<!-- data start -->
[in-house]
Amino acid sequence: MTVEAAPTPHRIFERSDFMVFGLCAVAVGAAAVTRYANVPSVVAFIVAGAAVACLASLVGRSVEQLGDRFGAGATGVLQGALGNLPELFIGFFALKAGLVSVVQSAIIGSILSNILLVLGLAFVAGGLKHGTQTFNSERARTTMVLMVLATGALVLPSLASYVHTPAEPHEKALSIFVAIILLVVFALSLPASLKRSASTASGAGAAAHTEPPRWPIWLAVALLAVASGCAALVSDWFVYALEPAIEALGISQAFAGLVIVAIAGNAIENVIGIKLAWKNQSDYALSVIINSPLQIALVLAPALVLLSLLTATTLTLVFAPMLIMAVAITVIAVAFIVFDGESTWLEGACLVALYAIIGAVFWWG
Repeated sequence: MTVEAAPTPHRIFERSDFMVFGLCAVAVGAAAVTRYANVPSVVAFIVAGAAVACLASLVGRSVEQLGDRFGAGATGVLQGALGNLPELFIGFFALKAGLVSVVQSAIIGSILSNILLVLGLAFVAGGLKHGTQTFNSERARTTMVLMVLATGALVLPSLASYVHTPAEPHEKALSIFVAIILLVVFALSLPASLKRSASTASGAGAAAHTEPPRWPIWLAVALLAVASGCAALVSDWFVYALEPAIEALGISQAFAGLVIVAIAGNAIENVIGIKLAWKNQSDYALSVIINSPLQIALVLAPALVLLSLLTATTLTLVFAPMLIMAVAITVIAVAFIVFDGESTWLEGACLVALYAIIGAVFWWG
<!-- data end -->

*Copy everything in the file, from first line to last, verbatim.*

[in-house]
Amino acid sequence: MTVEAAPTPHRIFERSDFMVFGLCAVAVGAAAVTRYANVPSVVAFIVAGAAVACLASLVGRSVEQLGDRFGAGATGVLQGALGNLPELFIGFFALKAGLVSVVQSAIIGSILSNILLVLGLAFVAGGLKHGTQTFNSERARTTMVLMVLATGALVLPSLASYVHTPAEPHEKALSIFVAIILLVVFALSLPASLKRSASTASGAGAAAHTEPPRWPIWLAVALLAVASGCAALVSDWFVYALEPAIEALGISQAFAGLVIVAIAGNAIENVIGIKLAWKNQSDYALSVIINSPLQIALVLAPALVLLSLLTATTLTLVFAPMLIMAVAITVIAVAFIVFDGESTWLEGACLVALYAIIGAVFWWG
Repeated sequence: MTVEAAPTPHRIFERSDFMVFGLCAVAVGAAAVTRYANVPSVVAFIVAGAAVACLASLVGRSVEQLGDRFGAGATGVLQGALGNLPELFIGFFALKAGLVSVVQSAIIGSILSNILLVLGLAFVAGGLKHGTQTFNSERARTTMVLMVLATGALVLPSLASYVHTPAEPHEKALSIFVAIILLVVFALSLPASLKRSASTASGAGAAAHTEPPRWPIWLAVALLAVASGCAALVSDWFVYALEPAIEALGISQAFAGLVIVAIAGNAIENVIGIKLAWKNQSDYALSVIINSPLQIALVLAPALVLLSLLTATTLTLVFAPMLIMAVAITVIAVAFIVFDGESTWLEGACLVALYAIIGAVFWWG